I don’t want to get into a huge political discussion on a Friday, but I”m sure everyone is well aware of the US government shut down this week. I also don’t need to get into the reasons why in great detail, but basically, the United States government can’t seem to practice good life and financial skills that many first graders know. I’ll use my own darling 6 year old as a prime example of why maybe first graders should be running the government. We learned lots from her in kindergarten, and now, here are some recent conversations from a first grader’s point of view.
On Tuesday morning Jim and I were discussing the government shutdown when our daughter asked a few questions. Here is that conversation.
Daughter: “What is the government, Mommy?’
Me: “It’s the President and the people elected to run our country. They spent more money than they had and had to close up because they are broke.”
Daughter: “Well that’s stupid. You can’t buy things if you don’t have enough money! You remember that show we used to watch? (Referring to Suze Orman before we cancelled our satellite TV) Maybe they need to watch Suze. She can show them how to save some money.”
Brilliant! Don’t spend more than you earn, and get advice if you don’t know how to do something.
Politicians seem to shy away from sticky subjects or blame the other party if the answer might be controversial in any way. First graders just get right to the point and don’t avoid topics, even if the talking about them might adults squirm. They also find a matter of fact answer for any situation. For example, this was the conversation we had recently after driving past a place that makes gravestones.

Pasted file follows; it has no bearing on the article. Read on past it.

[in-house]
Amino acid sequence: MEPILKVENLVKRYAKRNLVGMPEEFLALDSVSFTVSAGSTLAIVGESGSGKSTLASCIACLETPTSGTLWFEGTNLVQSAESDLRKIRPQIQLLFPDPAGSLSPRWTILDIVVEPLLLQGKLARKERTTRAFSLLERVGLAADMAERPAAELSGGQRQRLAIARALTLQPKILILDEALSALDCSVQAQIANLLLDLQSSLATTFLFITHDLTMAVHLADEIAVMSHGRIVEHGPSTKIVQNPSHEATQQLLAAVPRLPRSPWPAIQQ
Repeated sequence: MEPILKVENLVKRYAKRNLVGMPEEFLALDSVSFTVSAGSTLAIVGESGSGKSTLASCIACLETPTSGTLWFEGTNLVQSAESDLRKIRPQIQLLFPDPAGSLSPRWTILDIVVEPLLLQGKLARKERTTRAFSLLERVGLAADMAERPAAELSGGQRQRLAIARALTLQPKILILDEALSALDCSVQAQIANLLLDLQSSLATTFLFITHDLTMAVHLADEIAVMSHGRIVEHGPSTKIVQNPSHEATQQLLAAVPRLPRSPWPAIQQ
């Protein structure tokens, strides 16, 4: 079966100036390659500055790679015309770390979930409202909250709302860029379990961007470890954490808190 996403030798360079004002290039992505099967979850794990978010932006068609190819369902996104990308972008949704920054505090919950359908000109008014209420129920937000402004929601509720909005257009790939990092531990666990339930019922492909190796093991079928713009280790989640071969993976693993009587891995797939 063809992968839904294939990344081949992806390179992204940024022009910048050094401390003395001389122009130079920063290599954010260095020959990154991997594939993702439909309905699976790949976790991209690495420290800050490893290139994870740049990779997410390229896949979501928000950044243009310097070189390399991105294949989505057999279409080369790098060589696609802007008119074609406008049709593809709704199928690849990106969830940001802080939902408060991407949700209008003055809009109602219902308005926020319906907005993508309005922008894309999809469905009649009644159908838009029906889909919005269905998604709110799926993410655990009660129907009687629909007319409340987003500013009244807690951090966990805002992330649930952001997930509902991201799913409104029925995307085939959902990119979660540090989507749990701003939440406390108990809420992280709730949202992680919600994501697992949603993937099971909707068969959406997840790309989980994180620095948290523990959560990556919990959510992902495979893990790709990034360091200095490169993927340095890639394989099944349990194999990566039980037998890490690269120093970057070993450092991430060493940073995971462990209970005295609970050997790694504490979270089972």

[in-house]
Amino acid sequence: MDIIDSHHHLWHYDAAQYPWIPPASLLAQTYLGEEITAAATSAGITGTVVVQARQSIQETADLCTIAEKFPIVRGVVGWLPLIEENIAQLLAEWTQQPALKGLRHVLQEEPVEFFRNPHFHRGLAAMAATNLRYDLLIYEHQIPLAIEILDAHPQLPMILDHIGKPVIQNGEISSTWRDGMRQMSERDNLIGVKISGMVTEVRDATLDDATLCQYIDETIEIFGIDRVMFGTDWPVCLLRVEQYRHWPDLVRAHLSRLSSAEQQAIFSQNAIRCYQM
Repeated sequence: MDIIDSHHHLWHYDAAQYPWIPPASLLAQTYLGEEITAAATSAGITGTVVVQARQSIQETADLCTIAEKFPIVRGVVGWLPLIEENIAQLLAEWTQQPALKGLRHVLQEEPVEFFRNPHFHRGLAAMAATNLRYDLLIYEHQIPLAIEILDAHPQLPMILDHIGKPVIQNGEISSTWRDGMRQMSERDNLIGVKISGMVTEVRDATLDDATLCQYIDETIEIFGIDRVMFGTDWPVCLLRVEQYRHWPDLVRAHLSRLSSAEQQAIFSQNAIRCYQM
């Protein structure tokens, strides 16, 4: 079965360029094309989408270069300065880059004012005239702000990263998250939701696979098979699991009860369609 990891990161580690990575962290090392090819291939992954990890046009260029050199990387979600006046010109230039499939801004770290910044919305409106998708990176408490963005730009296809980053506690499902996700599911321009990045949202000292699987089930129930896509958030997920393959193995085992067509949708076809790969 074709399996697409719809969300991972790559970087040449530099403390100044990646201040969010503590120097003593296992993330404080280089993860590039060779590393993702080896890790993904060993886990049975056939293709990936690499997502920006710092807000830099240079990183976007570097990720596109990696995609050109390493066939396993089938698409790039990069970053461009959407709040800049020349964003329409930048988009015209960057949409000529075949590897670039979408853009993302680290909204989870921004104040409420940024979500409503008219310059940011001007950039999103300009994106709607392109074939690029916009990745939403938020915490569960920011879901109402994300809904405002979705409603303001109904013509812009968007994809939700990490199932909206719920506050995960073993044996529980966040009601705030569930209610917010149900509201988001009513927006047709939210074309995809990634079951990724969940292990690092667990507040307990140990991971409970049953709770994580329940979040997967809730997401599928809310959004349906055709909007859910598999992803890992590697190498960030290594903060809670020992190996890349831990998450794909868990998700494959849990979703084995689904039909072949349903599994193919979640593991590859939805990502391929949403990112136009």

Daughter: “What are those, Mommy?
Me: “Those are called tombstones. When you die, if you are buried in a cemetery, you can have one put by your grave with your name on it.”
Daughter: “Are you going to get one, Mommy?”
Me: “Well, I’m not planning on dying for a long time, but when I die, I want to be cremated. That’s where they put you in an oven and your body turns to ashes. Your soul is already gone up to heaven, so it doesn’t matter what they do with your body, and I don’t want to be buried in the ground.”
I thought we’d closed that subject until we drove past the gravestone place again.
Daughter: “There’s that place that makes gravestones, but you don’t want one. You want to be baked when you die.”
See, no shying away from difficult topics with first graders!
Tough on Crime
Often, the government seems to be too soft on criminals. First graders would never have that problem. When were in Portland this summer, we were enjoying a walk down by the river when a boy ran up and threw a bottle into the water. We thought we would use this as an example of what not to do.
Jim: “You see that? That is a terrible thing to do. It pollutes the water, hurts the fish, and makes things look ugly. Besides, it’s against the law to litter.”
A few days later as we were driving across Oregon, we passed a state penitentiary. This was the conversation about that.
Daughter: “What is that thing?”
Me: “That’s the state jail. It’s where people go when they break the law and get arrested.”
Daughter: “Yeah, like when they throw bottles in the river.”
There you have it. No one would commit any crimes with the wrath of first graders out to punish them.
I’m not sure what I did for entertainment before I had a child. Some of the things they say are so funny, yet profound in their sense and simplicity. I’m not sure when we lose those qualities, but it might make for better government if politicians could remember some lessons from first grade.
What are some great things you’ve heard kids say in relation to current events? Should they lower the age to run for elected office?